A German research company has found a gaping hole in leading antivirus software, putting security firms in a panic.
TrendMicro, McAfee and Kaspersky antivirus software packages were found to contain vulnerabilities, which if exploited can produce effects similar to denial of service (DoS) attacks, the researchers claimed.
"There is a problem with decompressing files," said Dr. Peter Bieringer, security consultant for AERAsec Network Services and Security GmbH. "Normally anti-virus software decompresses files for scanning. The decompression unit can have problems if the decompressed file is too big."
AERAsec believes when antivirus software decompresses a large file, it can use up all available file space and processing power of a computer, resulting in machine failure.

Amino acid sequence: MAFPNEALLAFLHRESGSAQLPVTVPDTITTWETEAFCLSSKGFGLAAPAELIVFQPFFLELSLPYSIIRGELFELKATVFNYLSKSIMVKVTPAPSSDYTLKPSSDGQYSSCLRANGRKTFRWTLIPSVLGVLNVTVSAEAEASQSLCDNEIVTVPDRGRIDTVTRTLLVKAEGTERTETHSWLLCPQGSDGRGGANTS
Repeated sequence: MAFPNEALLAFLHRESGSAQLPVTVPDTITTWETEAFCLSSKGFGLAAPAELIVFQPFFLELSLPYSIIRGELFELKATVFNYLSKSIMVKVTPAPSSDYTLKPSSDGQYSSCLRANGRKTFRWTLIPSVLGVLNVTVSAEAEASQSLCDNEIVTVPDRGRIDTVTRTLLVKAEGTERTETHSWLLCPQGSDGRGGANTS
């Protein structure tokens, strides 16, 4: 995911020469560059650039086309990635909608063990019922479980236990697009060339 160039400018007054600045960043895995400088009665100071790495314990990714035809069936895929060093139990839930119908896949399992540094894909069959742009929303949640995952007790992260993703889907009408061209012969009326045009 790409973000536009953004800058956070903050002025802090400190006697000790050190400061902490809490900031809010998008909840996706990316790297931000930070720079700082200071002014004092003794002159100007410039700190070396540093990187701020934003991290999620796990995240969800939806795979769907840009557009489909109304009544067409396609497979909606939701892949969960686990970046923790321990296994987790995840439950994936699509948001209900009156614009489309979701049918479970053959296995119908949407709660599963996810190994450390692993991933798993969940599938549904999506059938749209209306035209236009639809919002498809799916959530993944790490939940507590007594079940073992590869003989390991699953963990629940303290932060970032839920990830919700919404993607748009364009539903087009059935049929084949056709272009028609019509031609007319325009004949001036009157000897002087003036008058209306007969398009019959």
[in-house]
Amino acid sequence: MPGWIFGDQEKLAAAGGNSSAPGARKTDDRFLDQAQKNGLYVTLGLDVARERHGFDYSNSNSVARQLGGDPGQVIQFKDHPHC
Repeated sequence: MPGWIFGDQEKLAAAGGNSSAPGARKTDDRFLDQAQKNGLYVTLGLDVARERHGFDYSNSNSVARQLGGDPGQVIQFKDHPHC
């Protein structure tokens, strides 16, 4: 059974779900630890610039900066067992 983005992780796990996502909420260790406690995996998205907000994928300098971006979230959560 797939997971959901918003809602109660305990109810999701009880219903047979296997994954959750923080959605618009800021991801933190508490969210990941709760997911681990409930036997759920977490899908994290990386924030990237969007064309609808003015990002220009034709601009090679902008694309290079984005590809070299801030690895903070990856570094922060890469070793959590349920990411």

"Good anti-virus software has a storage limit, but some decompression units have none," added Bieringer.
In a press statement, McAfee admitted it had known about the issue for some time.
"It is an issue McAfee is aware of, but we are still deciding on the depth of the problem," said a spokesman for the company. "We are looking at the basis of our systems. Whether we need to concentrate on that, we won't know until testing has finished on Friday."
TrendMicro issued an internet statement saying: "On January 09 2004, AERAsec Network Services and Security GmbH reported that the "vscan" component of InterScan VirusWall for Unix (ISUX) is vulnerable against to Denial of Service (DoS) bzip2 bombs, which are similar to "zip of death". Trend Micro advises users of these affected products and versions to take action IMMEDIATELY to protect their systems against this DoS."